This is a guest blog post by Marcy Godesa, a first-grade teacher from Oregon who blogs over at Searching for Teacher Balance. If you like what you read here, check her blog out, and be sure to check back here for more of her guest blog posts!
Setting clear expectations beginning on the first day of school is vital. The amount of time we practice routines in my classroom may seem crazy to some people, but it is the only way to ensure a successful school year. One area that I spend a lot of time practicing with my students around is buddy reading. I have learned never to expect that my students know how to do something—they need to be taught. This doesn't just apply to primary age students, but all students. As teachers, we sometimes expect kids to just know or remember from the pervious year and that does not always work on our favor. Therefore, day by day, we practice one expectation and add another as mastery of the previous is shown.
Here are the buddy expectations that we have been working on. We practiced one a day, adding to our expectations over the first few weeks of school.
I have learned over the last 12 years that it is important for buddy readers to not only be able to meet the expectations set, but to be able to communicate on the same level. I have searched high and low for great books that buddies can build their background knowledge with, and then discuss further through a buddy read. My search for great books is finally over! The Fables and Real Word Series from Hameray Publishing fits all of my buddy reading needs.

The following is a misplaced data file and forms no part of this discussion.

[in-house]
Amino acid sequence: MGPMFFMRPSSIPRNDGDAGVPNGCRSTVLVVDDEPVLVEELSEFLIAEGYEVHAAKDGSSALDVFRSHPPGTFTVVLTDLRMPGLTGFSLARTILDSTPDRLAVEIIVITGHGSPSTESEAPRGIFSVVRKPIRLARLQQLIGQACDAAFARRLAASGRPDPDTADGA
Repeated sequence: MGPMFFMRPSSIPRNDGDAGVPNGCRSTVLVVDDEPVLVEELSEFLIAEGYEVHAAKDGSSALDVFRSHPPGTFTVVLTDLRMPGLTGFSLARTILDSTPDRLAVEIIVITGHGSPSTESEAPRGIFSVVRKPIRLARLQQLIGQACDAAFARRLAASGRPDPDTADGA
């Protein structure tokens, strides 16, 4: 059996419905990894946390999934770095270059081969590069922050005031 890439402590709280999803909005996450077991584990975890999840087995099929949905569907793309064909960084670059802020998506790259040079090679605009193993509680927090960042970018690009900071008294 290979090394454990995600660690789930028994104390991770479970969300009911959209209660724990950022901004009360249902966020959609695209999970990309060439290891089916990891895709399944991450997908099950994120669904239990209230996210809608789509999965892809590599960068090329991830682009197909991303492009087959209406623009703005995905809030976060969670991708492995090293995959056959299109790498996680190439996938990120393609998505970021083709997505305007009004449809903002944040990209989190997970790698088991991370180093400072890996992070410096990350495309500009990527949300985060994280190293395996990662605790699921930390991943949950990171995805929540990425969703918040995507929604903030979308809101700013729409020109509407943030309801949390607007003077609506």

This series allows my kiddos to read and build their background knowledge with the nonfiction books. They can read them independently during Read-to-Self or with their buddy.
Students then have common vocabulary and topic background knowledge to make connections, retell, find their favorite parts, and just book talk. The nonfiction books are just the beginning. Each nonfiction set has a fable that relates to the topic. Buddies are able to read the fables together, building off their nonfiction reading.
I love sitting and listening in on buddy reads. It is such a wonderful opportunity to hear students talking about books. I have noticed that by reading books sets and series together they are able to make connections through the conversations they have. Buddies are also so excited to share interesting excerpts with each other.
Buddy Reading has become a successful time in my classroom. I firmly believe that setting and reviewing exceptions is key, but having meaningful text is the icing on the cake.
What is a Buddy Reading MUST in your classroom?
Want to learn more about nonfiction books shown in this post? Click the image below to read about the Fables and the Real World series.